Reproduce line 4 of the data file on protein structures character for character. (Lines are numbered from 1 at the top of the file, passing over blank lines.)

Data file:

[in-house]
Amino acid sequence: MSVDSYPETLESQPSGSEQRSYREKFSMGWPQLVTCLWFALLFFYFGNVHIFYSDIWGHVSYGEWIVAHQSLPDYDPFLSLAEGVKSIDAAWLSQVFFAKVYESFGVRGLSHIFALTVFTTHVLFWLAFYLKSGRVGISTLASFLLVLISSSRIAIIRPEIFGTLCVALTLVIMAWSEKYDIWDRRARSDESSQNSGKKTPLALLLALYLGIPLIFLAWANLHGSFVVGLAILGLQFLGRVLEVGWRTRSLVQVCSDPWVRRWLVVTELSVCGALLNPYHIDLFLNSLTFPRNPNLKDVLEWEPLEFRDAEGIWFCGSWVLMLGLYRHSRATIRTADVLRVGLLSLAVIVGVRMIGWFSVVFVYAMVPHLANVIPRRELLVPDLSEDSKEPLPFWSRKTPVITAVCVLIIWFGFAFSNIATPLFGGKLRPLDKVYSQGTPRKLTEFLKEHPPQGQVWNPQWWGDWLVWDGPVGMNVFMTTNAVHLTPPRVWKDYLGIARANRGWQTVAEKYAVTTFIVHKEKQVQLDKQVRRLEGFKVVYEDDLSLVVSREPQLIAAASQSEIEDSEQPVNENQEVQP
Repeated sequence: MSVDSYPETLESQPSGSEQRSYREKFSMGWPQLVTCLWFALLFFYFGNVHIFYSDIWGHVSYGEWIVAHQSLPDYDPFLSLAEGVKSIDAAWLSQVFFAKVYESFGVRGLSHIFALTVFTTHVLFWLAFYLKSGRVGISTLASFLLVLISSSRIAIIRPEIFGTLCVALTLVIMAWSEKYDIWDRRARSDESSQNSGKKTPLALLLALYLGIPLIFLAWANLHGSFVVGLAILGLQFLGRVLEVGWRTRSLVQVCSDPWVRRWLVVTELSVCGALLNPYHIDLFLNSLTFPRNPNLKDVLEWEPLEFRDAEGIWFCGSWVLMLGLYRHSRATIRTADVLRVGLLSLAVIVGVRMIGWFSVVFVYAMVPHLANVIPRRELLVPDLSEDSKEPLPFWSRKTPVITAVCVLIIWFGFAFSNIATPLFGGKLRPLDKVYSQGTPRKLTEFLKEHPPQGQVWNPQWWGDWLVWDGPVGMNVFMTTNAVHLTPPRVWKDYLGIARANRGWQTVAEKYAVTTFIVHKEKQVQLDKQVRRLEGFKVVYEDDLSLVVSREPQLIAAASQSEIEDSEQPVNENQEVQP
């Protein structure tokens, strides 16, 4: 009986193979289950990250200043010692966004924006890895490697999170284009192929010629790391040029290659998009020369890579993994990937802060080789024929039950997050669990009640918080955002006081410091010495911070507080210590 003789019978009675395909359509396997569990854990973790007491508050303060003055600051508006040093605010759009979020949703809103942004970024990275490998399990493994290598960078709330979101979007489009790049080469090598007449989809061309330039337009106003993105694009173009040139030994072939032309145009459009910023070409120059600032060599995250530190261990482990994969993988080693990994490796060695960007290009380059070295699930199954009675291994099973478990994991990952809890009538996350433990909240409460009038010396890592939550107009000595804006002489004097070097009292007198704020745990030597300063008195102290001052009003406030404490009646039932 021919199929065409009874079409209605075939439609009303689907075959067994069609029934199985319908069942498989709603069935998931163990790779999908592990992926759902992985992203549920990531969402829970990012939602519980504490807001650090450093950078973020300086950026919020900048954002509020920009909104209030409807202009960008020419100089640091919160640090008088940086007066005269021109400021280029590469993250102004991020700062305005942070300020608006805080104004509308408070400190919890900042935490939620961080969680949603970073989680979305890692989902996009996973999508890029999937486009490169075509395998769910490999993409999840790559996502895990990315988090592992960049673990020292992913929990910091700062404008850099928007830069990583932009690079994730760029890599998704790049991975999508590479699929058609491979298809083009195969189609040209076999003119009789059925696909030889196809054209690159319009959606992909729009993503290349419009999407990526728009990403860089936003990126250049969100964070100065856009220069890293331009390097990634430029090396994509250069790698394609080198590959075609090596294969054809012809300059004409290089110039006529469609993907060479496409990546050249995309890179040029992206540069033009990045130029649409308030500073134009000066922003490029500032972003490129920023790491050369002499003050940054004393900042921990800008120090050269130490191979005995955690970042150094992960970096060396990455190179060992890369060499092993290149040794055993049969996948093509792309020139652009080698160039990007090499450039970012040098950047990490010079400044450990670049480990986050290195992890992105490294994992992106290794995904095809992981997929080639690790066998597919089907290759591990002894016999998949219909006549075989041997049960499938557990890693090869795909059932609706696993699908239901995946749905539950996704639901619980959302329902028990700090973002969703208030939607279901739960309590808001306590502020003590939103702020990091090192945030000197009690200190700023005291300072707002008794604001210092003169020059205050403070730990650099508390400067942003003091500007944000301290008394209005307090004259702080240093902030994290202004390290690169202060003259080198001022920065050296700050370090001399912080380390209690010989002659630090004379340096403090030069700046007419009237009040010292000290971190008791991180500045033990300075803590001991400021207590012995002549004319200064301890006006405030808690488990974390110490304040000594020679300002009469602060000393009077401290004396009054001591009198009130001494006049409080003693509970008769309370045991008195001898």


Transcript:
């Protein structure tokens, strides 16, 4: 009986193979289950990250200043010692966004924006890895490697999170284009192929010629790391040029290659998009020369890579993994990937802060080789024929039950997050669990009640918080955002006081410091010495911070507080210590 003789019978009675395909359509396997569990854990973790007491508050303060003055600051508006040093605010759009979020949703809103942004970024990275490998399990493994290598960078709330979101979007489009790049080469090598007449989809061309330039337009106003993105694009173009040139030994072939032309145009459009910023070409120059600032060599995250530190261990482990994969993988080693990994490796060695960007290009380059070295699930199954009675291994099973478990994991990952809890009538996350433990909240409460009038010396890592939550107009000595804006002489004097070097009292007198704020745990030597300063008195102290001052009003406030404490009646039932 021919199929065409009874079409209605075939439609009303689907075959067994069609029934199985319908069942498989709603069935998931163990790779999908592990992926759902992985992203549920990531969402829970990012939602519980504490807001650090450093950078973020300086950026919020900048954002509020920009909104209030409807202009960008020419100089640091919160640090008088940086007066005269021109400021280029590469993250102004991020700062305005942070300020608006805080104004509308408070400190919890900042935490939620961080969680949603970073989680979305890692989902996009996973999508890029999937486009490169075509395998769910490999993409999840790559996502895990990315988090592992960049673990020292992913929990910091700062404008850099928007830069990583932009690079994730760029890599998704790049991975999508590479699929058609491979298809083009195969189609040209076999003119009789059925696909030889196809054209690159319009959606992909729009993503290349419009999407990526728009990403860089936003990126250049969100964070100065856009220069890293331009390097990634430029090396994509250069790698394609080198590959075609090596294969054809012809300059004409290089110039006529469609993907060479496409990546050249995309890179040029992206540069033009990045130029649409308030500073134009000066922003490029500032972003490129920023790491050369002499003050940054004393900042921990800008120090050269130490191979005995955690970042150094992960970096060396990455190179060992890369060499092993290149040794055993049969996948093509792309020139652009080698160039990007090499450039970012040098950047990490010079400044450990670049480990986050290195992890992105490294994992992106290794995904095809992981997929080639690790066998597919089907290759591990002894016999998949219909006549075989041997049960499938557990890693090869795909059932609706696993699908239901995946749905539950996704639901619980959302329902028990700090973002969703208030939607279901739960309590808001306590502020003590939103702020990091090192945030000197009690200190700023005291300072707002008794604001210092003169020059205050403070730990650099508390400067942003003091500007944000301290008394209005307090004259702080240093902030994290202004390290690169202060003259080198001022920065050296700050370090001399912080380390209690010989002659630090004379340096403090030069700046007419009237009040010292000290971190008791991180500045033990300075803590001991400021207590012995002549004319200064301890006006405030808690488990974390110490304040000594020679300002009469602060000393009077401290004396009054001591009198009130001494006049409080003693509970008769309370045991008195001898």